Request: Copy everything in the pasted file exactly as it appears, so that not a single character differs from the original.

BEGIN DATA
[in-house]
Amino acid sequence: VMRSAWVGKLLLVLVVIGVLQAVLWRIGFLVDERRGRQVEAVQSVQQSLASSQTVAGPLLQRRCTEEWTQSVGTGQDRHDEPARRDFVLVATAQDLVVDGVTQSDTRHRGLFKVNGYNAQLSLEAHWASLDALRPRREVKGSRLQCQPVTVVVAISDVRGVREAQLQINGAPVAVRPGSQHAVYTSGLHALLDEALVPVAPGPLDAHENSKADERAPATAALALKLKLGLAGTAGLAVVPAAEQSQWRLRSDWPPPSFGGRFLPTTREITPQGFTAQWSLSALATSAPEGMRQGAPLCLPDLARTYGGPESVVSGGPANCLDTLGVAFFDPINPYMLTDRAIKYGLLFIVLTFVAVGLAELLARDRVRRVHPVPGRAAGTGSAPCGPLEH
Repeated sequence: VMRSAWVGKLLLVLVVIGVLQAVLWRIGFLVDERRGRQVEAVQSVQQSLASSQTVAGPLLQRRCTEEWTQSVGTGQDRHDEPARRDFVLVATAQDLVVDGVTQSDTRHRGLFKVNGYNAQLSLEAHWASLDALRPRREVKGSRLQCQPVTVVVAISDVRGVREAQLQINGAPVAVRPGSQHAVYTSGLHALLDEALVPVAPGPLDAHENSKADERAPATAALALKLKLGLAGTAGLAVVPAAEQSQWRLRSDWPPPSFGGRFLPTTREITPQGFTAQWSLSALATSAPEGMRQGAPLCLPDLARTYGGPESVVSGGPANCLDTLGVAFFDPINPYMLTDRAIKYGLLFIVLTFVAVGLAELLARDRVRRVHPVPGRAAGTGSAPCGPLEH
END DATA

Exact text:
[in-house]
Amino acid sequence: VMRSAWVGKLLLVLVVIGVLQAVLWRIGFLVDERRGRQVEAVQSVQQSLASSQTVAGPLLQRRCTEEWTQSVGTGQDRHDEPARRDFVLVATAQDLVVDGVTQSDTRHRGLFKVNGYNAQLSLEAHWASLDALRPRREVKGSRLQCQPVTVVVAISDVRGVREAQLQINGAPVAVRPGSQHAVYTSGLHALLDEALVPVAPGPLDAHENSKADERAPATAALALKLKLGLAGTAGLAVVPAAEQSQWRLRSDWPPPSFGGRFLPTTREITPQGFTAQWSLSALATSAPEGMRQGAPLCLPDLARTYGGPESVVSGGPANCLDTLGVAFFDPINPYMLTDRAIKYGLLFIVLTFVAVGLAELLARDRVRRVHPVPGRAAGTGSAPCGPLEH
Repeated sequence: VMRSAWVGKLLLVLVVIGVLQAVLWRIGFLVDERRGRQVEAVQSVQQSLASSQTVAGPLLQRRCTEEWTQSVGTGQDRHDEPARRDFVLVATAQDLVVDGVTQSDTRHRGLFKVNGYNAQLSLEAHWASLDALRPRREVKGSRLQCQPVTVVVAISDVRGVREAQLQINGAPVAVRPGSQHAVYTSGLHALLDEALVPVAPGPLDAHENSKADERAPATAALALKLKLGLAGTAGLAVVPAAEQSQWRLRSDWPPPSFGGRFLPTTREITPQGFTAQWSLSALATSAPEGMRQGAPLCLPDLARTYGGPESVVSGGPANCLDTLGVAFFDPINPYMLTDRAIKYGLLFIVLTFVAVGLAELLARDRVRRVHPVPGRAAGTGSAPCGPLEH